Faith sees things not as they are, but as they will be.” This is not the same as “wishful thinking,” but rather looking beyond present, transient circumstances to focus on future, permanent certainties. Considering Jeremiah’s seventh action sermon (ch.32), it is evident that he was a man of faith. This narrative is intensely practical for us today, as this is how a Christian is called to live.
The Purchase He Made
The story revolves around Jeremiah’s purchase of a field in his ancestral home, Anathoth. The date stamp (v1) places the events of chapters 30-33 in the 10th year of Zedekiah, months before his ignominious deposition and the end of the dynasty of the kings of Judah.
Conditions in Jerusalem were very challenging – “sword and famine and pestilence” (32:24). Jeremiah’s personal circumstances were particularly difficult. His forthright denunciations earned him near-universal disfavour, and he was under arrest in the court of the guard. He was given a daily ration of a loaf of bread “until all the bread of the city was gone” (37:21).
We are not told why Jeremiah’s cousin, Hanamel, offered the field for sale. Perhaps he was desperate for bread or hoped to buy his escape. Given the siege conditions in Jerusalem, nearby Anathoth was probably overrun by occupying Babylonian soldiers, or would be soon. We recall from an earlier study that Anathoth was not prime property. It was hardly an asset worth holding on to (and hardly worth purchasing)!
Through trying circumstances, Jeremiah maintained close communion with God, so that He was speaking to and through him, notwithstanding the difficulties. Consequently, the offer to buy the field did not surprise Jeremiah. In fact, it was confirmation of the word of the Lord, for it was expressed in terms exactly as the Lord had said it would be.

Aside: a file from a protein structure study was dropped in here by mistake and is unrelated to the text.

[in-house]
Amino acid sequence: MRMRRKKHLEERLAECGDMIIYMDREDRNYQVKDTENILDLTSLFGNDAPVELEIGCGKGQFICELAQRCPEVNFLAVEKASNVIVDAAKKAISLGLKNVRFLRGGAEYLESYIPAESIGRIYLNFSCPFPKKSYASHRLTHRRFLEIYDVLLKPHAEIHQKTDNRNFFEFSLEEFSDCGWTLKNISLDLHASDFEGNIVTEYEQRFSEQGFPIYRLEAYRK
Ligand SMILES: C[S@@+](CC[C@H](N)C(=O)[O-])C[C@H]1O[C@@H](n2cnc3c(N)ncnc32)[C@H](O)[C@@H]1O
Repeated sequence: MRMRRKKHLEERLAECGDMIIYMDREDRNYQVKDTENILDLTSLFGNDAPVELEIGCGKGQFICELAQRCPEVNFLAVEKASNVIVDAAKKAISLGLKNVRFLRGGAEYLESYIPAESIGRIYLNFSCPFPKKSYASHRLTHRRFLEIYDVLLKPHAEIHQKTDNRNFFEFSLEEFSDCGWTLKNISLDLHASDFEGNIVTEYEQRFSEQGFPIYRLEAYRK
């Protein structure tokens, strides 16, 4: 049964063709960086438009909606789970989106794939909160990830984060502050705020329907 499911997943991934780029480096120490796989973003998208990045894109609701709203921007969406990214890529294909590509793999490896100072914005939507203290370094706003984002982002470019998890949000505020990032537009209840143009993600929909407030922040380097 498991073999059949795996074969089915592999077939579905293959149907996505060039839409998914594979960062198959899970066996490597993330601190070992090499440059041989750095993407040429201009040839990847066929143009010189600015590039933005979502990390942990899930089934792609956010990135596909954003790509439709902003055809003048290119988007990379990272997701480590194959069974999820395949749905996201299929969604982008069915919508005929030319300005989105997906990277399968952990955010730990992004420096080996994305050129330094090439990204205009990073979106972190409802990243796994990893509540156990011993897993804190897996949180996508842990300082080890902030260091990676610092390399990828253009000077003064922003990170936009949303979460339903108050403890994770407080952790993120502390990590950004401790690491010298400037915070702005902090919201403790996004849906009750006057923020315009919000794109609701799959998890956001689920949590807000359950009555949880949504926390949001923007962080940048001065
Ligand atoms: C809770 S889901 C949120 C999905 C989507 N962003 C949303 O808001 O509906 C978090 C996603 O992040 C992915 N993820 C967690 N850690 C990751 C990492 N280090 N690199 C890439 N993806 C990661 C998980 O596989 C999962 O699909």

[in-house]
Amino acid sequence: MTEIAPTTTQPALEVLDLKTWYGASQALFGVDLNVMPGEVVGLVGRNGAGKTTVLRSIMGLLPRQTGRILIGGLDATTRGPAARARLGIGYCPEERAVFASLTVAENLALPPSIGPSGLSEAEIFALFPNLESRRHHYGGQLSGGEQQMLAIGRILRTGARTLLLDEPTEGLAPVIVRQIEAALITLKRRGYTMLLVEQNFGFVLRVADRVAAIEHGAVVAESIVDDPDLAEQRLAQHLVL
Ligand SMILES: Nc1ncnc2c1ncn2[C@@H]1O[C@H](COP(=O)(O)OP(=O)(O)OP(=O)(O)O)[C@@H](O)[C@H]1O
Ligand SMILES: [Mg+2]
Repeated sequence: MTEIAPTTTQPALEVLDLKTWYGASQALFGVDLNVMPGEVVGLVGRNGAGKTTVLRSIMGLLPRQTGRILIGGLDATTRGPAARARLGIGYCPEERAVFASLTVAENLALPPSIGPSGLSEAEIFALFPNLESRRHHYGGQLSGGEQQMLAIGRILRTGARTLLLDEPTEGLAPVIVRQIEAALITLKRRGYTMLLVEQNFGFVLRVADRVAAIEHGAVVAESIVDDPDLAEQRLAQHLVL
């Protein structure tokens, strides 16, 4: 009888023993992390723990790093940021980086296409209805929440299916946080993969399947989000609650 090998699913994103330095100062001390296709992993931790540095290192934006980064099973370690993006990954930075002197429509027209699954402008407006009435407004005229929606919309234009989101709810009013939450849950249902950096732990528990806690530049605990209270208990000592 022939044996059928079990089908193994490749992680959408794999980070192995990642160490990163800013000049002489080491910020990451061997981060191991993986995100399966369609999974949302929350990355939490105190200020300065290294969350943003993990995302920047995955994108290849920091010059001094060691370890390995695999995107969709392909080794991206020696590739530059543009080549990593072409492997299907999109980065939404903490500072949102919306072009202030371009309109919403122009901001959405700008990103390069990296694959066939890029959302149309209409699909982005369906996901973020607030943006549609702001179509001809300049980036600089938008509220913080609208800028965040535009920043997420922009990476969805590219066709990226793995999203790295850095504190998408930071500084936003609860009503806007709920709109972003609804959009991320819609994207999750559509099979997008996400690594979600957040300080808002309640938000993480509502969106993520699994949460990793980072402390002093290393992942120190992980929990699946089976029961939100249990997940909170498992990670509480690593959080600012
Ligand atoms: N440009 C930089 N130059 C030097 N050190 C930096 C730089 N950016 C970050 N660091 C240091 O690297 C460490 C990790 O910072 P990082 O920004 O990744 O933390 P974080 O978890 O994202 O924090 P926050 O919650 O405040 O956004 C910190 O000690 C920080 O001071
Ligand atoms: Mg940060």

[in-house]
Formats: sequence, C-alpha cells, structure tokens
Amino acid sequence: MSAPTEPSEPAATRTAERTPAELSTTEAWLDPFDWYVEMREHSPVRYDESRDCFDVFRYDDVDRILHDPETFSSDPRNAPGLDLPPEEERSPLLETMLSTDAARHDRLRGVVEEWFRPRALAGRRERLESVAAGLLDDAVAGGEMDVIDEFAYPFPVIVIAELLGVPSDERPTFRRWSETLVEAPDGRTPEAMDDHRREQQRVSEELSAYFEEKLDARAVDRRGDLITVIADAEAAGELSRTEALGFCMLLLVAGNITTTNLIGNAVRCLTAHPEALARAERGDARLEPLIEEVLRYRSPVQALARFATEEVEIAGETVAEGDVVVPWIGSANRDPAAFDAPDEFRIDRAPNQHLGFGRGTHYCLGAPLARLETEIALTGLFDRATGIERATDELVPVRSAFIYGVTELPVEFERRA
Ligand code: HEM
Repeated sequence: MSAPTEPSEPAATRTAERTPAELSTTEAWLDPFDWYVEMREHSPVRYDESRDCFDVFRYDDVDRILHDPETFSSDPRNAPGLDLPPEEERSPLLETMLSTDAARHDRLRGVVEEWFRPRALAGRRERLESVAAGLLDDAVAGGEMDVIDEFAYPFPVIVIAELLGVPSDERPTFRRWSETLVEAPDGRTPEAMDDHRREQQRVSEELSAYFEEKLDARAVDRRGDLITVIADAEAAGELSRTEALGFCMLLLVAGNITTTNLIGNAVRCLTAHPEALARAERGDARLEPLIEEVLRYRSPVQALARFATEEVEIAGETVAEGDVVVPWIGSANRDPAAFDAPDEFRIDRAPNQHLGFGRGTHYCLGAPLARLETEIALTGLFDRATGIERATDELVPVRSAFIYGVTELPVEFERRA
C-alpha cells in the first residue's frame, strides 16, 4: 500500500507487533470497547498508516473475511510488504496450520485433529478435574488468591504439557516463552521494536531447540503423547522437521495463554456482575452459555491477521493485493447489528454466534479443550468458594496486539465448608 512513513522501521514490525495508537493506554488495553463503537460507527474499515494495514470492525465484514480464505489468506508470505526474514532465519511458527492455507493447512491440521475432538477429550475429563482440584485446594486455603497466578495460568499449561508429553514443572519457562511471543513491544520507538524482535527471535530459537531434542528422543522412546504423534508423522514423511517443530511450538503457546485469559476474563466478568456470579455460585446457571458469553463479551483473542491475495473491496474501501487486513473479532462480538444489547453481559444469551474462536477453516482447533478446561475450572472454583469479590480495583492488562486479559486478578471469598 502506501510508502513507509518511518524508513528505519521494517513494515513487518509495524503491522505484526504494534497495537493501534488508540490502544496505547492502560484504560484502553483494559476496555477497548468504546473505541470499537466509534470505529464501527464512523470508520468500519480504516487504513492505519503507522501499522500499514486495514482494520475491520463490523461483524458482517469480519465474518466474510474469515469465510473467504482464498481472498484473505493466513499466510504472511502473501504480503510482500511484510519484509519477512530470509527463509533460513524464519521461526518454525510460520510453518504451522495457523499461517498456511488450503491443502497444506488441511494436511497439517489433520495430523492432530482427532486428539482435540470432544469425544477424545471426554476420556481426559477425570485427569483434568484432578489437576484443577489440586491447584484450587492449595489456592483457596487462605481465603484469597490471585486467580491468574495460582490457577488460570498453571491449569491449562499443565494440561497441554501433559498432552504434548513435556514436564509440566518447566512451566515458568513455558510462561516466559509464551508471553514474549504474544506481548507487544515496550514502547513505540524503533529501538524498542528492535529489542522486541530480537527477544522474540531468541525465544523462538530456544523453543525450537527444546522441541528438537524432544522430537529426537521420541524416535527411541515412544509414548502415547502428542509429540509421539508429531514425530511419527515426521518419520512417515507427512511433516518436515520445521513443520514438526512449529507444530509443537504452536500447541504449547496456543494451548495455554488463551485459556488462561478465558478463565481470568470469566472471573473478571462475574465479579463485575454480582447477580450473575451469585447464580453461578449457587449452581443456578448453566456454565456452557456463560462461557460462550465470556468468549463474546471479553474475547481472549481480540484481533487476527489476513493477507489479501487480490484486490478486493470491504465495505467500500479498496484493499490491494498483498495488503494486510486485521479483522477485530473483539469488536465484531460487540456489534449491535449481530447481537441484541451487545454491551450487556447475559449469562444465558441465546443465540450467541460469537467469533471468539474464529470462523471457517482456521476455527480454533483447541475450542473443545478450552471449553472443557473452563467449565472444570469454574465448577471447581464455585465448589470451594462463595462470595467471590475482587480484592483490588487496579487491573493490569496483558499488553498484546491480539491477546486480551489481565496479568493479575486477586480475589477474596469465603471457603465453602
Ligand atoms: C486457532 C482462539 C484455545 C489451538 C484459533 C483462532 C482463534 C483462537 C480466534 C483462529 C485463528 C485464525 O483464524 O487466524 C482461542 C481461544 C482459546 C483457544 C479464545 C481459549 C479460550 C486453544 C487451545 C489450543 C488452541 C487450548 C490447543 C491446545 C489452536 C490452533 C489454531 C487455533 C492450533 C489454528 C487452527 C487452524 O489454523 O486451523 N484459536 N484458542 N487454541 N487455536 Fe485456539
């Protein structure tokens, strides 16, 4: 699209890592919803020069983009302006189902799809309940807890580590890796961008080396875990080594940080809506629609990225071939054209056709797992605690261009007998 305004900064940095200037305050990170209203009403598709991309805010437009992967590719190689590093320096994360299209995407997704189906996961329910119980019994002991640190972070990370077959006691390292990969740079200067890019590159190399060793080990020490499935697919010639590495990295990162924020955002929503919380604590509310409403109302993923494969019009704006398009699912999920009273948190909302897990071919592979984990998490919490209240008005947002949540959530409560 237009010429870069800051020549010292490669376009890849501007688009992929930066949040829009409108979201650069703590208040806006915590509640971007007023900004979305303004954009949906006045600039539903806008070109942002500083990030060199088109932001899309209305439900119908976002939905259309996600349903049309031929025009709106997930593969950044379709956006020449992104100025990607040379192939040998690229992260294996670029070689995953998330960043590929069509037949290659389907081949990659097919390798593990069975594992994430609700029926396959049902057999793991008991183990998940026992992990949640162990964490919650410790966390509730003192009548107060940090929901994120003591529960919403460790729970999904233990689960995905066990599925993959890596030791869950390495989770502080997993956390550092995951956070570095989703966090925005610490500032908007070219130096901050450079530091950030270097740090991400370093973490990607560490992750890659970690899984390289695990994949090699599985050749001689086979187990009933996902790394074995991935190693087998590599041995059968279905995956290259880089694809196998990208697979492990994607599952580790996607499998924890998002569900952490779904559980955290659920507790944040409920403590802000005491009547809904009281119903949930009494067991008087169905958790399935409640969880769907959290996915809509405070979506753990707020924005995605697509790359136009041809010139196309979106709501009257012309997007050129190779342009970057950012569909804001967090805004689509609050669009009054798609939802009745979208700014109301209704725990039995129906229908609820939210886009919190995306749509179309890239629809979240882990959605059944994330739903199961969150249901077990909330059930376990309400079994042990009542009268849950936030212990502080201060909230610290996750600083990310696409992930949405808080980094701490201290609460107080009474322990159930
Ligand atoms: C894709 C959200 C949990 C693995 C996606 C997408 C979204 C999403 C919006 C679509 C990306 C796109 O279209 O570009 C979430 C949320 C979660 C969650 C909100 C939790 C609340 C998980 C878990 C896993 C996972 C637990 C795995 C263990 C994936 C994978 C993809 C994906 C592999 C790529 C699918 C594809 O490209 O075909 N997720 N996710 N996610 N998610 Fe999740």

This underscores an important principle. Jeremiah did not act until he had triangulated three sources of guidance: a word from the Lord (scriptural), unfolding events (circumstantial), and his own feelings about the matter (volitional/emotional). Generally, these three elements should agree, even if not present in equal measure, before we claim guidance from God. For example, even if we do not have “thus saith the Lord,” we should at least be sure that what we purpose does not contravene Scripture. In this instance, the emotional element was much less significant than the scriptural and circumstantial; Jeremiah did not have a strong desire to buy the land, but God clearly gave him peace of mind about it – “Then I knew…” (v8). We should beware “uncorroborated guidance.”
Having discerned that the Lord was guiding him to buy the field, Jeremiah acted decisively. His diligence shows he was a man of integrity and took the matter seriously. Even in the extremity of siege conditions, he did not exploit Hanamel’s need, nor treat the legalities as a pointless waste of time. Acting in faith, he exemplified the attitude the Apostle Paul urged upon bondservants toward their masters: “Whatsoever ye do, do it heartily, as to the Lord, and not unto men; Knowing that of the Lord ye shall receive the reward of the inheritance: for ye serve the Lord Christ” (Col 3:23-24 KJV). It should go without saying (but sadly doesn’t) that as God’s people we should be beyond reproach in everything we do with others, not just when it comes to handling money.